How will my fellow wheelchair users avoid assistance not being close while many of the wheelchairs in Kenya are manual?
Furthermore, some disabled creep on the floors!
How will they shopwith out contacts?
Most Kenyan roads are inaccessible how will the Blind and vision impaired avoid falling in to ditches and trenches?
Our independence and self estieem by the use of assistive divides is being questioned!
How can this non handshake apply to mobility impaired persons like Blind, Crutch users, wheelchair users?
Does the Cabinet secretary of Health and policy makers know our devices are metallic?
What if the care giver is infected and need to self-isolate?
This will make Disabled persons become at higher risk,
Additionally, the actual time and effort of finding somebody else, finding the right person that’s going to fit, as well
as then training someone up from scratch again, is a huge effort for people with very high support needs who are going to be in that really high-risk category. The ministry of health needs to train its front-line staff on basic disability inclusion tips
Why are the disability sector and stakeholders silent as the lack of disability inclusive Corona continues?
Are they contributing to uninterrupted discrimination and injustice to the larger wanjikus with disabilities?
I suppose they are hiding and later after the Corona era is over, they will claim we were left behind!
The Kenyan media should rise to the occasion and speak on behalf of the disabled Kenyans and persons with chronic illnesses.
Contribution by disability sector:
The disability sector, human right bodies and other policy stakeholders have the role to monitor and report the government organs on the said implementation.
This is actually time for disabled experts, disabled persons organizations, human right bodies state organs practising disability mainstreaming should contribute to more inclusive Corona interventions.
What if the Kenyan disabled stakeholders changed tact and start to advocate for now the silent revolution of reasonable accommodation being implemented?
To put it differently why doesn’t the disability sector join the table instead of awaiting to be in the menu?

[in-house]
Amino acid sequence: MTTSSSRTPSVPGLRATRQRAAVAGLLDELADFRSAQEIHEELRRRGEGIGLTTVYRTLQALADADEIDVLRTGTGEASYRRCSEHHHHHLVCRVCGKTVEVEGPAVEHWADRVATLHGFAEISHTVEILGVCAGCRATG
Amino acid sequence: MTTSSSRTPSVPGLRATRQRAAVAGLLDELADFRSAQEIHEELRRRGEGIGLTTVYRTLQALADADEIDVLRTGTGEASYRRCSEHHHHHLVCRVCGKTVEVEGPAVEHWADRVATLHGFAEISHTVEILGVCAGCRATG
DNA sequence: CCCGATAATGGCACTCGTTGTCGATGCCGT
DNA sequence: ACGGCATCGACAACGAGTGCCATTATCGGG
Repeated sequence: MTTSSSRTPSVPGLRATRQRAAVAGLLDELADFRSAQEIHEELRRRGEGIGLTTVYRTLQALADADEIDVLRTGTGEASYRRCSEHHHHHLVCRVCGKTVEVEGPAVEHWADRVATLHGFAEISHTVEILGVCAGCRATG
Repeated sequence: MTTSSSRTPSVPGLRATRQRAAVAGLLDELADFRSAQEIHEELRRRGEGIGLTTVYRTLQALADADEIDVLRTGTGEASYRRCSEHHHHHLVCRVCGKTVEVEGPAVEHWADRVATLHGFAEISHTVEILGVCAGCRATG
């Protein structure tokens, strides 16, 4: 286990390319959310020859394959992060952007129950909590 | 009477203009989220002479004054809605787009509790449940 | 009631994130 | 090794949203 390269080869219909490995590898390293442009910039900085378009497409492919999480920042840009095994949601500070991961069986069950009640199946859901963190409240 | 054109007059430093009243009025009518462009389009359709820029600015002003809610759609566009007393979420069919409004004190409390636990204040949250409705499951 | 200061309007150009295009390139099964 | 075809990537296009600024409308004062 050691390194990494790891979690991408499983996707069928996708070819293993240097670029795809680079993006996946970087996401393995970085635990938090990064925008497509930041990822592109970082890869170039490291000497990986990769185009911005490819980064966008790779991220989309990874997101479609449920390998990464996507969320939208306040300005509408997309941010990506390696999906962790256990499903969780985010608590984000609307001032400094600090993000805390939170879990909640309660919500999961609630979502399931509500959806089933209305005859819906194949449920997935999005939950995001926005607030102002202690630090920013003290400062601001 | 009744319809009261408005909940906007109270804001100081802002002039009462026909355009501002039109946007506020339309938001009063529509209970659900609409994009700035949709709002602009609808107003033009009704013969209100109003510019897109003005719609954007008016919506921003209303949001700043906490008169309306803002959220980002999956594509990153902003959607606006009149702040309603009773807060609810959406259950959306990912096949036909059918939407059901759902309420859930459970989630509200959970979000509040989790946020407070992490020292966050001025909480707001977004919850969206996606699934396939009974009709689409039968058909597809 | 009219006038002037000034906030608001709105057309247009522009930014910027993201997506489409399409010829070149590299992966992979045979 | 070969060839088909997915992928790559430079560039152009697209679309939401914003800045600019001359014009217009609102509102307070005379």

I opine, Kenya has great public policies on reasonable accommodation now is the right time to,
push for implementation.
let me illustrate
What if the disability sector and stakeholders pushed the national construction authority now to publish and implement real accessibility standards of buildings?
Most likely we shall have makeshift hospitals. Will they be accessible?
Why don’t the disability stakeholders within their budgets adjust and contribute to the ministry of health on inclusive approaches?
For instance, developing Kenyan sign language clip on how to prevent Corona virus then distribute to the mainstream media and social platforms?
Why don’t the disability stakeholders produce material into braille and distribute all over the country through the free matter for the blind service offered by poster corporation as entrenched in the persons with disabilities act 2003?
Does the disability sector know the time is now for implementing the Marrakesh treaty?
Could the global commitment made by Kenya government, private sector and disability stakeholders be revisited in the area of innovation and make non-metallic assistive devices?
All in all, this coronavirus comes with a silver lining. At least, it will pep up people to take normal civic sense to a higher status. So that besides coronavirus
we actually end up also fighting other issues like discrimination faced by Kenyans with this will lead to breaking some if not all the barriers that disabled Kenyans face.
The views expressed here are for the author and do not represent any agency or organization.
Mugambi Paul is a public policy, diversity, inclusion and sustainability expert.